As if he saw my silly plight,
And scorned my mission; well he mighty
For truly now I'd lost the vein,
Or sadder still, had racked my brain,
Or crazed it, in a fruitless quest
Of something that might stand the test
Of critics, when my purse should fail,
Since merit, then, can naught avail.

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The dust will fill a critic's eye,
So through it he cannot descry
The grossest error, right! 'twill do I
While all assumes a golden hue,
The author has a lofty soul,
He's paid me well, I must exto)
His wit, his genius, perfect rhyme,
What imagery! sublime! sublime !
Enough, we turn from this digression,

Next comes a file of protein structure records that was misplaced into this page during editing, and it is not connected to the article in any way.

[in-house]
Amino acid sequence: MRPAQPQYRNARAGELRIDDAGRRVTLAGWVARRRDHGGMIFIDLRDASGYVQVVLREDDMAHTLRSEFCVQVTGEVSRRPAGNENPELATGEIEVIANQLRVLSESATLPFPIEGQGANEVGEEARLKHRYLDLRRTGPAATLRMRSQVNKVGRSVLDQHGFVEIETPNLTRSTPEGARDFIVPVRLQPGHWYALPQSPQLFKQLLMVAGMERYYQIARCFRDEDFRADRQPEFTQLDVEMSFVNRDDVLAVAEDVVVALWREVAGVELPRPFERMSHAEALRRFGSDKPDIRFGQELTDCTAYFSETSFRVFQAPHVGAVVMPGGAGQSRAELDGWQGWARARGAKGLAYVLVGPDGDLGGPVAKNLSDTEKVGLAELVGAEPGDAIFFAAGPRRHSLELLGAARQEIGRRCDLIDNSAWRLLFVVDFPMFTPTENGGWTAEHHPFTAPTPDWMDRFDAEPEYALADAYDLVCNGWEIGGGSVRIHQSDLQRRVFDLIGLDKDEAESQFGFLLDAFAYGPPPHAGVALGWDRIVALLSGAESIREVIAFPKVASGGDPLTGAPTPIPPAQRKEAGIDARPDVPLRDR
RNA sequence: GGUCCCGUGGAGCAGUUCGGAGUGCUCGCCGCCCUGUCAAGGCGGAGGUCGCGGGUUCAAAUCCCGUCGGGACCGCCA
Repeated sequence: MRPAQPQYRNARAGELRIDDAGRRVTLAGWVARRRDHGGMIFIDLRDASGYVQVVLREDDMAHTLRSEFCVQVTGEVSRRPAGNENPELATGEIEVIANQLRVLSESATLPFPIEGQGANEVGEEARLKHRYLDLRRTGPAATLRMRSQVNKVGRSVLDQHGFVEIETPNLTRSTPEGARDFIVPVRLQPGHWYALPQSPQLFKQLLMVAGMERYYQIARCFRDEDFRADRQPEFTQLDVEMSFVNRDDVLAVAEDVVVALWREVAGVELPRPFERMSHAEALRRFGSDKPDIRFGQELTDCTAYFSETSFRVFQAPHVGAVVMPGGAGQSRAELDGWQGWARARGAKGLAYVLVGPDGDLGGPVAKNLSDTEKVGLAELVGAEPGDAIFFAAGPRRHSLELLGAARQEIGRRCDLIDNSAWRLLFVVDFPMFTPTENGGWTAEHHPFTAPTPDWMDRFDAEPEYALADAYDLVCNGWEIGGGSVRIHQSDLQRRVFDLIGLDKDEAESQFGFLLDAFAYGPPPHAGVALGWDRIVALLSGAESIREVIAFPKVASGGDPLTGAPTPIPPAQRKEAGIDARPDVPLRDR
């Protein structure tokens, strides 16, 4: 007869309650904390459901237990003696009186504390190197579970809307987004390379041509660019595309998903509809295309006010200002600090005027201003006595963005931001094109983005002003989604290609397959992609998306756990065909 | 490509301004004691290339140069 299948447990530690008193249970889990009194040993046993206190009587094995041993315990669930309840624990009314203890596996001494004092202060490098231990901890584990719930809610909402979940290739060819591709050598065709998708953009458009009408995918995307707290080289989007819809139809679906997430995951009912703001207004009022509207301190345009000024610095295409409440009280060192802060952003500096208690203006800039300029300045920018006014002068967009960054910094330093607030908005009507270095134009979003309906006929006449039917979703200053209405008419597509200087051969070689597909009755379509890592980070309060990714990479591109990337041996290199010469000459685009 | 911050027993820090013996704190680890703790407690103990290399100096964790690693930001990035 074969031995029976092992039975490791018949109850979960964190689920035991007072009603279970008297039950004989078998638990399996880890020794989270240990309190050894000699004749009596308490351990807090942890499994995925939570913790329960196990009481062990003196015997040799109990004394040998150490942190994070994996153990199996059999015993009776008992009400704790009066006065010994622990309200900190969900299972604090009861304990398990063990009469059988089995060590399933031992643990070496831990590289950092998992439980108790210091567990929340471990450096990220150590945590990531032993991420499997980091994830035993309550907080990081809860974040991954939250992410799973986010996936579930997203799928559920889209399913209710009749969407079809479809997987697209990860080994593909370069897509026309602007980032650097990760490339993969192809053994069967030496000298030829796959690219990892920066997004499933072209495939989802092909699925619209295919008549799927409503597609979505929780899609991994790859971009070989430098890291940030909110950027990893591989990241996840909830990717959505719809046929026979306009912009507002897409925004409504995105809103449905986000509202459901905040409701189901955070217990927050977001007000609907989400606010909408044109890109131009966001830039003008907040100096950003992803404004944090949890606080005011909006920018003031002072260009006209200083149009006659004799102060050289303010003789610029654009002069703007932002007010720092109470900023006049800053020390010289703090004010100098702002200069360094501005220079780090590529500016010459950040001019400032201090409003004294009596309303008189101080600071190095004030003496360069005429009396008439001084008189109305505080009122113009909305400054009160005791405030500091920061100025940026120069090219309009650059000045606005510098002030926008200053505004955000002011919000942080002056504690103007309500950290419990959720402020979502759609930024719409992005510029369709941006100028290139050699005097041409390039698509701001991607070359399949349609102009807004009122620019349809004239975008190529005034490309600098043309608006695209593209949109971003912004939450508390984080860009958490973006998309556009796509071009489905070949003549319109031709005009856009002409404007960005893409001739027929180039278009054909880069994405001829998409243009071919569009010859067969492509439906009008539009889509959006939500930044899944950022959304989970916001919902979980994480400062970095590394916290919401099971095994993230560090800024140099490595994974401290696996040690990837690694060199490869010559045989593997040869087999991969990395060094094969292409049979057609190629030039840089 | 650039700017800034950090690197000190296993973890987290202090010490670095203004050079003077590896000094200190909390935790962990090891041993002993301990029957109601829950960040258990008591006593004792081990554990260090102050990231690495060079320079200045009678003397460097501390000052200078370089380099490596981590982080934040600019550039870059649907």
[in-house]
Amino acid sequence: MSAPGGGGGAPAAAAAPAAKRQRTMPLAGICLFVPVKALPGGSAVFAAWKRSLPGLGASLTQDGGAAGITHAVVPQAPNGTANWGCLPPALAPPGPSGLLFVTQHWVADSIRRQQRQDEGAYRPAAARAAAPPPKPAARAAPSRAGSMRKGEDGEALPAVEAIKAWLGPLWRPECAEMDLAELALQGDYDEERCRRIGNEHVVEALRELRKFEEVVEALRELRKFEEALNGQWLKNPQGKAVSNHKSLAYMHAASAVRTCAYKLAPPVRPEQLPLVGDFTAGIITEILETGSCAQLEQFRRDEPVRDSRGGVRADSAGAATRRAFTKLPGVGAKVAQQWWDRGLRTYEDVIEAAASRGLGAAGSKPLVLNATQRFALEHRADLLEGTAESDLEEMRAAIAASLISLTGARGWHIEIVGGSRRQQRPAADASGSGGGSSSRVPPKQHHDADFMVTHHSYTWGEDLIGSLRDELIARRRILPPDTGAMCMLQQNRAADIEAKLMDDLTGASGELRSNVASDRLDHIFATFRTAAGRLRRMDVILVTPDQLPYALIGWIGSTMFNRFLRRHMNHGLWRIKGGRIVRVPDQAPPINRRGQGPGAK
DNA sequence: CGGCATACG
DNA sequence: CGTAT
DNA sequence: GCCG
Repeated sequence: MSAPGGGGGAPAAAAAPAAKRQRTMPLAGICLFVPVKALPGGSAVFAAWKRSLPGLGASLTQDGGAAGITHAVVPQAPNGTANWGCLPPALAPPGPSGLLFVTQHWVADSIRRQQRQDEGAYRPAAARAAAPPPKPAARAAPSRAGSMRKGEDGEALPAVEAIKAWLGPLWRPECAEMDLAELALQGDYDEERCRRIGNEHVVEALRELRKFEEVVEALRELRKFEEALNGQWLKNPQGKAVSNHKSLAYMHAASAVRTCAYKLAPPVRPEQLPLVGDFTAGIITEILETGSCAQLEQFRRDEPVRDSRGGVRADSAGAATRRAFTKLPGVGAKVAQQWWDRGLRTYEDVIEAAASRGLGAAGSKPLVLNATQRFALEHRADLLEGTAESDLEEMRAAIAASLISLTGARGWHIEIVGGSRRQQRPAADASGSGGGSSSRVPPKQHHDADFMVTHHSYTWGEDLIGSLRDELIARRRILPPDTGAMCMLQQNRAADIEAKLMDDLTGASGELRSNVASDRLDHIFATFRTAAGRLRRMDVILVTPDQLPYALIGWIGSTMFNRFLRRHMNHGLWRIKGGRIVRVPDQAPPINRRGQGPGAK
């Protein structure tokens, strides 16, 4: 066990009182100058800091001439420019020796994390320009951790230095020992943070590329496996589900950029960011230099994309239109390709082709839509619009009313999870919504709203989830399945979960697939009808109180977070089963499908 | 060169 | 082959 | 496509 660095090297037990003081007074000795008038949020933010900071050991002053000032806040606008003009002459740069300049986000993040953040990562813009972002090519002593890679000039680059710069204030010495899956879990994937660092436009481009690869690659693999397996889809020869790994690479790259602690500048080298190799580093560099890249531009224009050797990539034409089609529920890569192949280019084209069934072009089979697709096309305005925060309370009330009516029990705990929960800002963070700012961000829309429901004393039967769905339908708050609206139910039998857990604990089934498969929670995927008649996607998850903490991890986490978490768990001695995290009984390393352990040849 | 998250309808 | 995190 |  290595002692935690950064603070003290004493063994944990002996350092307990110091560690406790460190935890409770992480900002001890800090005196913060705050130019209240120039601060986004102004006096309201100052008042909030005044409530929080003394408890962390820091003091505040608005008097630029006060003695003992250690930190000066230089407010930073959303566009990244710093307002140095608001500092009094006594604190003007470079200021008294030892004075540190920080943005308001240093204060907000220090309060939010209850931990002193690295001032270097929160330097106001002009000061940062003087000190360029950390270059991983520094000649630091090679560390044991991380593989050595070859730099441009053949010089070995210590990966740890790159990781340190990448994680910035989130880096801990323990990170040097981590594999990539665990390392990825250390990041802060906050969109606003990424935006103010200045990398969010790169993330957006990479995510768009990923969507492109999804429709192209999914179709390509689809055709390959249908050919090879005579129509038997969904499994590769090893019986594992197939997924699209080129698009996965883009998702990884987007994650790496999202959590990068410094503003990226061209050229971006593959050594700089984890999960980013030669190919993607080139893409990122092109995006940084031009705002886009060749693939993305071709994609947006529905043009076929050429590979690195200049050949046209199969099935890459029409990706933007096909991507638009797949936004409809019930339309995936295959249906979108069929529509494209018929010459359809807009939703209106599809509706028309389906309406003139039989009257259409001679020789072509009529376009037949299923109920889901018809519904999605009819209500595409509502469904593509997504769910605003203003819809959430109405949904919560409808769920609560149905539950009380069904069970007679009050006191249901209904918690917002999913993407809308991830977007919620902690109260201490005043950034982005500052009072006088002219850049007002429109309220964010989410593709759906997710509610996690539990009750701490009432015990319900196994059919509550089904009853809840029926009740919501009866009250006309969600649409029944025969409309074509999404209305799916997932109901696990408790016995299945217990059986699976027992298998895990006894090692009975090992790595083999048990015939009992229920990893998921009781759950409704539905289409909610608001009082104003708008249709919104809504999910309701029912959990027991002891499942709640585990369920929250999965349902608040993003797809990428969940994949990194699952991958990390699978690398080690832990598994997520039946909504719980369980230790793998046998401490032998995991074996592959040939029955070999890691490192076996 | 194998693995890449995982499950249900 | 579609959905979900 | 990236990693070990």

For lol the bard has got possession
Of one stray thought, that chanced to crawl
From some dark corner in his skull,
Where, dormant, it perhaps had lain
For years, as seeds their germs retain.
As torpid flies, from rubbish creep,
When spring awakens from their sleep
The insect tribes, the croaking frogs,
And lizards in a thousand quags:
And with her warm sweet breath, inspires
Their little hearts to strange desires,
The bees to buzz among the flowers,
The birds, to test their vocal powers,
By warbling sweetest melody,
From early morn till twilight gray
Steals softly down the flowery vales,
Till milkmaids, with their flowing pails,
Come singing home their evening song,
As merrily they trip along:
While frogdom, from her ugly throats
Contributes such discordant notes,
That e'en the screech-owl turns away
Ashamed of nature's orchestra.
No matter, he shall not defeat